Tuesday, April 7, 2009


Now, waking up this morning, I'm a bit freaked out at the thought of this food addiction support group. I voluntarily signed up to do what? I seem to get overwhelmed so easily sometimes--even as I go through the motions of doing what I should, making a positive choice. At least I still keep trying to make them...I give myself props for that.

Mr. Salted said he was proud of me. Even the ex-Mr. Salted, still one of my dearest friends/family members, said he was proud of me. (As a side note, I am fortunate to have the best friends in the world, bar none.) The word "proud", when directed toward me by others, twangs sad/wistful strings in me, as it was not a word I heard in my earlier life. I learned over time to be proud of myself, and found that was ultimately the most important. Still, it is always, always nice to hear from others whose opinions matter to me.

As I mentioned previously, I made a lot of progress in a group structured like this in the past. The focus of that group was childhood sexual abuse, and as one might imagine, it got pretty heavy at times. It was all women, facilitated by two female therapists. I was 23 years old at the time, the youngest group member by at least twelve to fifteen years. I was told often how lucky I was to be doing that work young, before I had kids and so I could break the cycle. (I didn't feel too terribly lucky, but I got the jist; however, I made several very conscious and deliberate choices to clear the space in my life to do that work, including a two-year period of celibacy and sobriety--neither of which are easy choices to make stick in your early 20s.) One participant seemed to just hate every last milligram of my guts; I thought, then and now, that my age had a lot to do with it. A couple of other women seemed to relate to me more as one of their own children; I think my shared experiences led to insights into their own children's choices, current reality, etc., because estrangement was a common factor. The woman that disliked me so strongly had recently fled an abusive partner and was living in a shelter; she actually dropped out of the group due to hospitalization. I was far more concerned for her well-being than reactive to her hostility, which likely made her hate me that much more. All these years later, I can still remember all their faces, all their stories, but not all of their names. We did a lot of therapeutic exercises in that group using writing and drawing; I was able to make great progress as a result, progress I had been unable to make with traditional individual talk therapy on its own.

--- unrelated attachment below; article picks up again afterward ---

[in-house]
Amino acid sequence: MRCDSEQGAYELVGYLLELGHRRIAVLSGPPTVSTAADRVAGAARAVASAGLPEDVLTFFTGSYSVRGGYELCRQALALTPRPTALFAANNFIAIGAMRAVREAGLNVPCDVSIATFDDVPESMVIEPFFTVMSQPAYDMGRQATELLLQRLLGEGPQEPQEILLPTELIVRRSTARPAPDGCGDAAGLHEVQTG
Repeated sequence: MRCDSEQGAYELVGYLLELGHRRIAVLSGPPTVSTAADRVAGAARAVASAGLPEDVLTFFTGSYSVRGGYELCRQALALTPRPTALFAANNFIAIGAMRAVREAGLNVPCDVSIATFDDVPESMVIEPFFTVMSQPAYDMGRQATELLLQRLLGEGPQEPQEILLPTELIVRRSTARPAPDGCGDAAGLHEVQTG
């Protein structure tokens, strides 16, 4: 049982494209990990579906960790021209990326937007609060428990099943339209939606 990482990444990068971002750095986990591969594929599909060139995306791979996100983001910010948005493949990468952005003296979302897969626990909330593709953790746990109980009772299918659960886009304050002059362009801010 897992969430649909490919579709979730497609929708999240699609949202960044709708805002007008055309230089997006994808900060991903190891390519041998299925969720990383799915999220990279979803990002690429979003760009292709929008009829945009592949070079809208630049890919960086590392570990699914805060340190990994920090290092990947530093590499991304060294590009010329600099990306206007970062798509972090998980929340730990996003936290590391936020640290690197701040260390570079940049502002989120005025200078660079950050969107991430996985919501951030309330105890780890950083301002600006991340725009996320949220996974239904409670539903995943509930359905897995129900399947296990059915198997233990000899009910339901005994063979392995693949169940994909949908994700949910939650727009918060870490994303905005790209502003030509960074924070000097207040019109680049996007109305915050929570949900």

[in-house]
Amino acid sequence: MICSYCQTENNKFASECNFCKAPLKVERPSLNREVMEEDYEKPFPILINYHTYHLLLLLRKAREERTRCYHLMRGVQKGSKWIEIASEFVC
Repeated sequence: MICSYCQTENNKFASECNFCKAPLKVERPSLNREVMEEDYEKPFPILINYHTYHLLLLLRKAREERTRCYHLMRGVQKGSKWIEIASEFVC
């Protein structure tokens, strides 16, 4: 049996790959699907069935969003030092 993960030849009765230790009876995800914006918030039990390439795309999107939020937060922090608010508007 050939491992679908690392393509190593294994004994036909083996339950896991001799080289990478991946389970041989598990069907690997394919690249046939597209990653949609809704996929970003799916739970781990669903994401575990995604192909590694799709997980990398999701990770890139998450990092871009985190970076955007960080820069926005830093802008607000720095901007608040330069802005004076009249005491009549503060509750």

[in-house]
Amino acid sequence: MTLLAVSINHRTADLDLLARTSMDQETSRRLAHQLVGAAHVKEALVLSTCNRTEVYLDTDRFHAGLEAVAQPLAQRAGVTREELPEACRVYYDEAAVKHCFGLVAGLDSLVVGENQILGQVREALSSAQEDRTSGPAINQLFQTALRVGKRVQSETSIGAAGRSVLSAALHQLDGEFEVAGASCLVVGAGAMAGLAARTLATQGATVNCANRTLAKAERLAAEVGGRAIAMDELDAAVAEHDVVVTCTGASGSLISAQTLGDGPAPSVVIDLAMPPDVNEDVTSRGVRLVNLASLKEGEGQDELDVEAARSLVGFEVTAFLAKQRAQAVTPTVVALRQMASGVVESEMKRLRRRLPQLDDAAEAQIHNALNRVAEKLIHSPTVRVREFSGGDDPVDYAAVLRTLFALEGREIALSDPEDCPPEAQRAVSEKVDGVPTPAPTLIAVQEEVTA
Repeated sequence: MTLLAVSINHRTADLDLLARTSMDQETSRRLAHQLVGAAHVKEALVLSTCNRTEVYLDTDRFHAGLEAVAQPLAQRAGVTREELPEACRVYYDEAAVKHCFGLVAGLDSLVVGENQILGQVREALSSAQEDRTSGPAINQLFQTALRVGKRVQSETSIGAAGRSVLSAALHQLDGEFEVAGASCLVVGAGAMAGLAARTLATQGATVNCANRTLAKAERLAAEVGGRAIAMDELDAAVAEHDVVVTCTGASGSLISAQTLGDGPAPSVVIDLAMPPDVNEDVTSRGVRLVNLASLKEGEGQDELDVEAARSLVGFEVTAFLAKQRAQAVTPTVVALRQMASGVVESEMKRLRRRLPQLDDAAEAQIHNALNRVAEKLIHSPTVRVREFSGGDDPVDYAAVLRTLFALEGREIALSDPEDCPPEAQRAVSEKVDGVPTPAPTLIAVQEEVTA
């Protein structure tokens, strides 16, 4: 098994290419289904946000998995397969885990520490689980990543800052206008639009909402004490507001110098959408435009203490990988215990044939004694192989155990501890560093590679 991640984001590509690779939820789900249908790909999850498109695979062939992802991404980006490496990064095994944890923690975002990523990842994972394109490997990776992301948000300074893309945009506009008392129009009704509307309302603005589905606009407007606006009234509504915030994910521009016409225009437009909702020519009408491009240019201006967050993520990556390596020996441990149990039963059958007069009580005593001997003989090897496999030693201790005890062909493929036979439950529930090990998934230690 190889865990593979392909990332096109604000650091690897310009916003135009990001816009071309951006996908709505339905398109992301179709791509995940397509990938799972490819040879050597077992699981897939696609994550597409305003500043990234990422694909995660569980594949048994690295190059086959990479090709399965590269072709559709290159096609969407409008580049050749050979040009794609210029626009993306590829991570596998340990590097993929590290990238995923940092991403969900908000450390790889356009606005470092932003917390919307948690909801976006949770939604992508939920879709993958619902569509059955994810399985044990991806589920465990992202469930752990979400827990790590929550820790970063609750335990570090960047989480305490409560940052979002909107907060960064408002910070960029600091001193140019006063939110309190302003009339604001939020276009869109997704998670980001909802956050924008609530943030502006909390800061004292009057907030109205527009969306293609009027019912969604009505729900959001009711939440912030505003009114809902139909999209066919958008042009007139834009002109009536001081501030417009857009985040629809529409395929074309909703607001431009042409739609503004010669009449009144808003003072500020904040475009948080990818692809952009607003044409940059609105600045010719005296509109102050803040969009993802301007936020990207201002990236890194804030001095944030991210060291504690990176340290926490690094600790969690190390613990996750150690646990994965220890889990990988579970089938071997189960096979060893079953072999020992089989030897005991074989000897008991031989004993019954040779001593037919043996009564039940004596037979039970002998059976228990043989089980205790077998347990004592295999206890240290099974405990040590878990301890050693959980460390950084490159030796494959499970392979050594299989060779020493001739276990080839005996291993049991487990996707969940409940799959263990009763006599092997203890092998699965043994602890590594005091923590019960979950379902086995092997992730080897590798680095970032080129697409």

I look back on that time to who I was trying to become--if not always who I actually was, because frankly, those memories are often quite cringeworthy--and I do feel proud of that extremely lost and very young person. There seemed to be so much oppressive darkness within me, and I just kept trying--sometimes faintly, always doggedly--to believe that it would somehow, someday, be at least partially replaced with light. I worked a full-time job, took a full load of college classes, and just kept getting out of bed in the morning. (I believe it was Woody Allen who once said, "88% of life is just showing up." That was me.) I didn't have antidepressants or even health insurance. All things considered, I was freakin' amazing.

As a dear friend of mine with a similar past history once said to me: "We're not crack whores. We win."

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Seattle, WA, United States
This blog focuses largely on a personal journey to and through weight-loss surgery. It's also about reading, writing, animals, photography, love, humor, music, thinking out loud, and memes. In other words...life.
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